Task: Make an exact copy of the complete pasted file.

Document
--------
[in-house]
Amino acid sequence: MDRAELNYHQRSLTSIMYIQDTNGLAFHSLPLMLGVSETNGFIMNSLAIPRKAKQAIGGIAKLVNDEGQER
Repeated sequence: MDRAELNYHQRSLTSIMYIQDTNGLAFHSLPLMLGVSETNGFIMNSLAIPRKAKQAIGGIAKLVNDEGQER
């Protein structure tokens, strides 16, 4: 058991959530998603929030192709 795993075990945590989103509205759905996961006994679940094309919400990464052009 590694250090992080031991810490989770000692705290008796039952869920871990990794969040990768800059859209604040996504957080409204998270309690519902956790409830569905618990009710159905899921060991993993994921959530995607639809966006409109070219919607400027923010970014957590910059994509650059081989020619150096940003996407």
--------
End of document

[in-house]
Amino acid sequence: MDRAELNYHQRSLTSIMYIQDTNGLAFHSLPLMLGVSETNGFIMNSLAIPRKAKQAIGGIAKLVNDEGQER
Repeated sequence: MDRAELNYHQRSLTSIMYIQDTNGLAFHSLPLMLGVSETNGFIMNSLAIPRKAKQAIGGIAKLVNDEGQER
């Protein structure tokens, strides 16, 4: 058991959530998603929030192709 795993075990945590989103509205759905996961006994679940094309919400990464052009 590694250090992080031991810490989770000692705290008796039952869920871990990794969040990768800059859209604040996504957080409204998270309690519902956790409830569905618990009710159905899921060991993993994921959530995607639809966006409109070219919607400027923010970014957590910059994509650059081989020619150096940003996407």